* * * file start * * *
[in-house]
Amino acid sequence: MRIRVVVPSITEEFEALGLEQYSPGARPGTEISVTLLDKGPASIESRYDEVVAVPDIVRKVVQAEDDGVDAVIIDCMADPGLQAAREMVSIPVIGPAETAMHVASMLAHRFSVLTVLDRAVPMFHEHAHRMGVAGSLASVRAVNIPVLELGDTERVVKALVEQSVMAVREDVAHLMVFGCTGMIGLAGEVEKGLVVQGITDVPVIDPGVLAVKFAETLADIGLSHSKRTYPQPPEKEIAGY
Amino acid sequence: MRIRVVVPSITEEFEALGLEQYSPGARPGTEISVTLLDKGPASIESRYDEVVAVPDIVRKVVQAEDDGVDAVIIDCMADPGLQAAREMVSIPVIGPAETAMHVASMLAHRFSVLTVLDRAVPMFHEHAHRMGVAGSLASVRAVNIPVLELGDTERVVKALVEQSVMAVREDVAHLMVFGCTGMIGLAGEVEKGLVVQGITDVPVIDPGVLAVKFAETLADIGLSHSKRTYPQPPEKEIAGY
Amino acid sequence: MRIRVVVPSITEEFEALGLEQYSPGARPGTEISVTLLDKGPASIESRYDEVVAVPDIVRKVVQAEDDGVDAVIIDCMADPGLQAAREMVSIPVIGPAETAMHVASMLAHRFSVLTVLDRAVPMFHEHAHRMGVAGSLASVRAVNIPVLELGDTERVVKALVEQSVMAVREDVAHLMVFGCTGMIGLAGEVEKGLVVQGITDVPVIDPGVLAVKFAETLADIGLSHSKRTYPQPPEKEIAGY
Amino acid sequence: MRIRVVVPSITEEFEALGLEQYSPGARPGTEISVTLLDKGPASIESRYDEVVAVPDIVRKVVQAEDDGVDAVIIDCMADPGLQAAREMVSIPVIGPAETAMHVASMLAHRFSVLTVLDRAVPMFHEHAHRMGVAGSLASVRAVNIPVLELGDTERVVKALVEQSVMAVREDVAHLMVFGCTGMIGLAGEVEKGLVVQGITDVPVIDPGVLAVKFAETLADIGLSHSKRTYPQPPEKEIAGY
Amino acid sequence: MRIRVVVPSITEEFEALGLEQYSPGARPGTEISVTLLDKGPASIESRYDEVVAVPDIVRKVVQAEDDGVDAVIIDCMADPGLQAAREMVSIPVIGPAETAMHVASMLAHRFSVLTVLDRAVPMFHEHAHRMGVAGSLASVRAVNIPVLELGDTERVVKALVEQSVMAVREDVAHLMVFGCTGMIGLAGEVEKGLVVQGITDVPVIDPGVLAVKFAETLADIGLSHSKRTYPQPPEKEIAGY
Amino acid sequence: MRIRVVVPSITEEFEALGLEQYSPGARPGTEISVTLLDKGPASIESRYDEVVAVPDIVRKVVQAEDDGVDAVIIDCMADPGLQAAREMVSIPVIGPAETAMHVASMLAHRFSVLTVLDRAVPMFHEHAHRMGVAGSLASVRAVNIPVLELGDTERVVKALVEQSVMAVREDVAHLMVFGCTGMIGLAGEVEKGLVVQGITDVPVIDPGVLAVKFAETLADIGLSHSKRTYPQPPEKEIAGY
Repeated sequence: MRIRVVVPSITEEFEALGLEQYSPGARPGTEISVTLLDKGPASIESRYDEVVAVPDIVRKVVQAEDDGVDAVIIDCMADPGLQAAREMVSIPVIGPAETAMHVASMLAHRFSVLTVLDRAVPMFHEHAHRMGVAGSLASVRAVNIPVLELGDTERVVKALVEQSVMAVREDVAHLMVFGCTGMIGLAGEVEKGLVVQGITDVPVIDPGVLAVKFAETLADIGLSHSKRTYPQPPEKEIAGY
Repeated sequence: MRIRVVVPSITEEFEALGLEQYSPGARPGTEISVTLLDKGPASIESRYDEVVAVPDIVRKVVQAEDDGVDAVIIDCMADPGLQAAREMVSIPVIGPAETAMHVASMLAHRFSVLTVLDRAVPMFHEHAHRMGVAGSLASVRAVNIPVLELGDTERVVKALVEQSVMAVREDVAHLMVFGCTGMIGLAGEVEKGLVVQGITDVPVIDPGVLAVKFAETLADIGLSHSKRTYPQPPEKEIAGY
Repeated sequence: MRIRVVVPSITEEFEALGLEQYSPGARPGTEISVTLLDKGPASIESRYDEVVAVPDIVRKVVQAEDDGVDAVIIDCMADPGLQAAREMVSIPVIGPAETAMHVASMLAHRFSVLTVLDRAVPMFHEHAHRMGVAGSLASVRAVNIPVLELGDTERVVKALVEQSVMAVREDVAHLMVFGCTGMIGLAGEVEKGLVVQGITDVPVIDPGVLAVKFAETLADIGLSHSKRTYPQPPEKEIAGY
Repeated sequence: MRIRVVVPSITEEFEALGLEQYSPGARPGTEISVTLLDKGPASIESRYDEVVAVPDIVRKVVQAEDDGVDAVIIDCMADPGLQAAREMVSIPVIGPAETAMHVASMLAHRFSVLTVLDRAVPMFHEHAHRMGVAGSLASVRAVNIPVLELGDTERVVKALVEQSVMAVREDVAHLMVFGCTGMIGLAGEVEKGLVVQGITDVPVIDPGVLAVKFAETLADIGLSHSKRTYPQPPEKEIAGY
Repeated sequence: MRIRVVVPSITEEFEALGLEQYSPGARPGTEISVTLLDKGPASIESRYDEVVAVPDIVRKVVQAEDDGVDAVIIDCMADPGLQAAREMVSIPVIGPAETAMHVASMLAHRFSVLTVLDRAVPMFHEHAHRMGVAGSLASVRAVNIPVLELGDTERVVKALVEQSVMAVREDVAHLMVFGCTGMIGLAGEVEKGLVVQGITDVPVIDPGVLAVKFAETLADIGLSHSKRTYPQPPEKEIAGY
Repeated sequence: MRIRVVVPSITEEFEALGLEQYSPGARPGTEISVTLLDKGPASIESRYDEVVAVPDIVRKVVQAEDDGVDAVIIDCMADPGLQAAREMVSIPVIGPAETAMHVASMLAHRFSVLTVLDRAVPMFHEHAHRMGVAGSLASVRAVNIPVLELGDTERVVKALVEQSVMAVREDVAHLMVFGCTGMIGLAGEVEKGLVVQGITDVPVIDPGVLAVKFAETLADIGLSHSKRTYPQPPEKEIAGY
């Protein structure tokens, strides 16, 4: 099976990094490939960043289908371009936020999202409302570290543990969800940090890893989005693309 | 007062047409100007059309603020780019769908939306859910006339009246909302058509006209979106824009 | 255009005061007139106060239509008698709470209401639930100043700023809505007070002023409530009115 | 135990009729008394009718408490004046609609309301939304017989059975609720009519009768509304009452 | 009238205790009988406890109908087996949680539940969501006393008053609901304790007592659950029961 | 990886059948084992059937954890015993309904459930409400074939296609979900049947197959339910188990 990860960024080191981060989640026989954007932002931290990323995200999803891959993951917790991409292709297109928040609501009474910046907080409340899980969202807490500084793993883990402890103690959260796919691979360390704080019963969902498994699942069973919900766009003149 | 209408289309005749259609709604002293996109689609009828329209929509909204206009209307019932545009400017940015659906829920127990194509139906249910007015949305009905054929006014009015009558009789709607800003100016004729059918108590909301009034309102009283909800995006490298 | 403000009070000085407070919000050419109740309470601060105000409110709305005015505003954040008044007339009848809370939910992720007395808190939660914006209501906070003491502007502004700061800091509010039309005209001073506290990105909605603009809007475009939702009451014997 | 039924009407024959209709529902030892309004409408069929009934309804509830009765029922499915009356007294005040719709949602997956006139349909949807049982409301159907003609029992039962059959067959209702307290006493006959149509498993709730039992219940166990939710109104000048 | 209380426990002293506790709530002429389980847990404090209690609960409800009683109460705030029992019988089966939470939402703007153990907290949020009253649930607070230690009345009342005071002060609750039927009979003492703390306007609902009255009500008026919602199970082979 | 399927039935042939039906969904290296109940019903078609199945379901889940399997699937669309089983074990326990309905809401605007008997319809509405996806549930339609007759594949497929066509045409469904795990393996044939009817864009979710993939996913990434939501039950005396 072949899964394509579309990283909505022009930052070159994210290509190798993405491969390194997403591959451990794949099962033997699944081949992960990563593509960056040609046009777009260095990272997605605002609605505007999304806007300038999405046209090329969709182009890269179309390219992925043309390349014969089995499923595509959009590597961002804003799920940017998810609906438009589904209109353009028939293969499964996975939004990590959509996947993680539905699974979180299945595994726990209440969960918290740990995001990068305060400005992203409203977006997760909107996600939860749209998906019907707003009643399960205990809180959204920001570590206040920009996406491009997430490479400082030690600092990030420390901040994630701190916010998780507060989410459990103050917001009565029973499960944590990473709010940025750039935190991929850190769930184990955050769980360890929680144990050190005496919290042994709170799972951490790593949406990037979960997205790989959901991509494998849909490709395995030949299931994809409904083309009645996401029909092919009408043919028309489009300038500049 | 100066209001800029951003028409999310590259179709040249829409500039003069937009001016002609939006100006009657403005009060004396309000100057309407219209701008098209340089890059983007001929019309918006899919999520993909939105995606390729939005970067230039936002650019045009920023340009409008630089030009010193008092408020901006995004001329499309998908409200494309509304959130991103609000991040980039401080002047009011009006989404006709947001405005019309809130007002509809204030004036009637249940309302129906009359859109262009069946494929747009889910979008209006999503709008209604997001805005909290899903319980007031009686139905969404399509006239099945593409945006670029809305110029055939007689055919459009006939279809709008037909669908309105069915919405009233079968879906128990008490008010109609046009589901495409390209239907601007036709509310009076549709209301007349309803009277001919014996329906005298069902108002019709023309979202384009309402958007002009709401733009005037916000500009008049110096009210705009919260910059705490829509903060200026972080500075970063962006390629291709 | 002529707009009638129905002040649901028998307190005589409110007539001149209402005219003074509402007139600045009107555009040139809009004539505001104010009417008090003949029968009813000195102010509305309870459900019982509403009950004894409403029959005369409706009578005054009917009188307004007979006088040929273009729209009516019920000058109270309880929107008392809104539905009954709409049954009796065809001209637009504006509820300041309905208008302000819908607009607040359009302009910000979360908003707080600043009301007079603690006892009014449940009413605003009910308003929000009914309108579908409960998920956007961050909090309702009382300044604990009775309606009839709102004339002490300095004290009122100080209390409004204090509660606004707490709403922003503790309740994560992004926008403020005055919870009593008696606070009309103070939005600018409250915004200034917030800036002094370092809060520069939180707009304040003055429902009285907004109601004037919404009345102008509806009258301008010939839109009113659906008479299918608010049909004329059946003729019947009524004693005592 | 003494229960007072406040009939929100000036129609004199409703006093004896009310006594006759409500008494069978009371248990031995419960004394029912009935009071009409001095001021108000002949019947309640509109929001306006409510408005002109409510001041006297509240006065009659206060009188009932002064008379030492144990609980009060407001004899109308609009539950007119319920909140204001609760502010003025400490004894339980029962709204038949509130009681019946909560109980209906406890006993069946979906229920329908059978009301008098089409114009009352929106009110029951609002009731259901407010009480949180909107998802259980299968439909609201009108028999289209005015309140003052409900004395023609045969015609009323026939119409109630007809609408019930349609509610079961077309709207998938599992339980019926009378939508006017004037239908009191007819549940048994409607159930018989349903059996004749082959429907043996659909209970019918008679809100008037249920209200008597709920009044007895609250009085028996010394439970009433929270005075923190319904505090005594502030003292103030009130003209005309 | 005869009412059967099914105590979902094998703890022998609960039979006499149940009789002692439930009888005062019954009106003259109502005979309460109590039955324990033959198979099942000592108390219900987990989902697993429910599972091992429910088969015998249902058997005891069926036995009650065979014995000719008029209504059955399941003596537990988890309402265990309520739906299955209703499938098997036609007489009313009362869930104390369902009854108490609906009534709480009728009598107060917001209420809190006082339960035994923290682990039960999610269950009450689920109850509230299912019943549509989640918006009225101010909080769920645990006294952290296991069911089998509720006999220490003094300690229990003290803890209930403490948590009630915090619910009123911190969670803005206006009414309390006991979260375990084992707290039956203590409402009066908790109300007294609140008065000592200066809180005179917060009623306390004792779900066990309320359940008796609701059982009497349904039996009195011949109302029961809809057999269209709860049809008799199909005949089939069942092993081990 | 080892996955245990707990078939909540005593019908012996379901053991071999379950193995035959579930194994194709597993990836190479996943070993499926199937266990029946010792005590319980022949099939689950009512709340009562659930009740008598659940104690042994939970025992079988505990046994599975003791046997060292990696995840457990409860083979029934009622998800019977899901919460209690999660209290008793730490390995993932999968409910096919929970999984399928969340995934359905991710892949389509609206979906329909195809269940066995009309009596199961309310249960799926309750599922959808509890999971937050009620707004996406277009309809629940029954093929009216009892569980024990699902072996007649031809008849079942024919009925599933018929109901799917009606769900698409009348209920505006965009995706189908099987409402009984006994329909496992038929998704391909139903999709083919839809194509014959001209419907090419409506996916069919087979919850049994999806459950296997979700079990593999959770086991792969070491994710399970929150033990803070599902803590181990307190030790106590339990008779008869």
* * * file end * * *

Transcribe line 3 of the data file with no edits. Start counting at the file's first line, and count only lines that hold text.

Amino acid sequence: MRIRVVVPSITEEFEALGLEQYSPGARPGTEISVTLLDKGPASIESRYDEVVAVPDIVRKVVQAEDDGVDAVIIDCMADPGLQAAREMVSIPVIGPAETAMHVASMLAHRFSVLTVLDRAVPMFHEHAHRMGVAGSLASVRAVNIPVLELGDTERVVKALVEQSVMAVREDVAHLMVFGCTGMIGLAGEVEKGLVVQGITDVPVIDPGVLAVKFAETLADIGLSHSKRTYPQPPEKEIAGY